I do not like the doctors.
They seem to make me worse.
Kudos to the nurses in white
who manage to put up
with all of their shite.
I wrote this some time last year, when I had just about had it with allopathy. I was sick and tired of side effects, of prescriptions that I was told I would have to continue for the rest of my life, of swallowing cocktails of pills that could not live in harmony with each other inside my stomach.
You know the feeling?
And yet, here I am today, still on some of those medicines - because, after all, some of them help sometimes, and some of them have kept me alive. In a life-and-death emergency, it's the allopathic doctor and his drugs that I'd want. Aggressive, quick, powerful and certain; other consequences be damned. (Kind of like bad boys, which might explain why so many of us think doctors are sexy. It can't be the white coats or those floppy green pyjamas they wear in surgery).
But moving on, or rather, back, to my original train of thought: there are other schools of medicine. I've discovered two of them only recently: siddha and homeopathy. Siddha is an ancient Tamil system of healing, plant-based like ayurveda. It involves some very ghastly-tasting pastes, pills and concoctions. And your prescription is only finalised after your siddha doctor closes his eyes and apparently consults with his rishi. Who, as far as I can tell, died some centuries ago.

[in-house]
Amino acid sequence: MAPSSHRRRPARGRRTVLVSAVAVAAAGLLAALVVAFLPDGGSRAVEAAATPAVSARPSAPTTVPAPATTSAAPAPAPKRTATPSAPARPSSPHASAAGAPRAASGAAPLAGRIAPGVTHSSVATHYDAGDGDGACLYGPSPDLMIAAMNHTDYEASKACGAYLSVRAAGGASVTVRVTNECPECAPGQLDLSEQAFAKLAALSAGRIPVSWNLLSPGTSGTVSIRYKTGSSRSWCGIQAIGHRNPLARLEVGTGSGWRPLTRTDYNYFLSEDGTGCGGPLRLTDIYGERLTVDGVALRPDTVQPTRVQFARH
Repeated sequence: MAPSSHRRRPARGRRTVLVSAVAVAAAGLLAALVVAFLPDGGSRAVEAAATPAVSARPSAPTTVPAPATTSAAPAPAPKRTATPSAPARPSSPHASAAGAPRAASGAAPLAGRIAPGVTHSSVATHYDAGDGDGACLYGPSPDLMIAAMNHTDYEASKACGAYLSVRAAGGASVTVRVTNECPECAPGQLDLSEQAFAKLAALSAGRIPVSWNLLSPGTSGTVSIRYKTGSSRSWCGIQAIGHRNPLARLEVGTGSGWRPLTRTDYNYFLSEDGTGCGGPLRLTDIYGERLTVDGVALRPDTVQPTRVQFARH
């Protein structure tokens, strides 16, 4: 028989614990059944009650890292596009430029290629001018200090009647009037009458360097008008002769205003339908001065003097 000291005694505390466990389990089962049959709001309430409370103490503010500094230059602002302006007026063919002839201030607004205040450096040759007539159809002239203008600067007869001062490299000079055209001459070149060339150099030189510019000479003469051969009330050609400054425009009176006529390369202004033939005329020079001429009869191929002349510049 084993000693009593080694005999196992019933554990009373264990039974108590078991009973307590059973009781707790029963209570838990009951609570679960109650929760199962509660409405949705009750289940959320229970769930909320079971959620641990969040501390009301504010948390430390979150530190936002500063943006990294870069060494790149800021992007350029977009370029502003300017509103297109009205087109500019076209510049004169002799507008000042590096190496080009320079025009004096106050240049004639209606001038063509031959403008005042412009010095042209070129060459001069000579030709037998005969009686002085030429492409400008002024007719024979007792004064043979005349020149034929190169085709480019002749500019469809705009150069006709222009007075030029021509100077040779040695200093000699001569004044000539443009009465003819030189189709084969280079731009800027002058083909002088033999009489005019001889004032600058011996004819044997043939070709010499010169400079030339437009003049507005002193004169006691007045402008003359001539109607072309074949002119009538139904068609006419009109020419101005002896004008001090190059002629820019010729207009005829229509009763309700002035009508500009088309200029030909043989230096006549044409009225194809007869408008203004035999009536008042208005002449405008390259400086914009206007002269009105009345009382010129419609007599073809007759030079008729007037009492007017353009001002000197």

The thing is, it appears to be working. I don't know how, but it does. And so does the homeopathy. How is that possible, I still wonder. I had always assumed that the people who raved about how wonderful homeopathy had been for them, were experiencing some kind of placebo effect. But here I am, someone who thought it was ridiculous and illogical for a super-diluted dose of medicine to have any tangible effect on me, gagging down my siddha concoctions and munching happily on my alcohol-doused sugar pills, and I am getting better.
Or am I just "feeling" better? I suppose my blood tests in March will tell me. And even if so, what is wrong with "feeling" better, if it enables me to get out of bed and live a life of more quality, to have more energy and less pain?
I'm not sure where I'm going with this. I think I just want to say: be open. We seem to have trained our minds to think narrowly about our health and our bodies. It's good to wander off the path and explore other possibilities, other trails. We don't have to restrict ourselves to one way, and we don't have to get totally lost in the wilderness of all the others.
I'm meandering. It's good.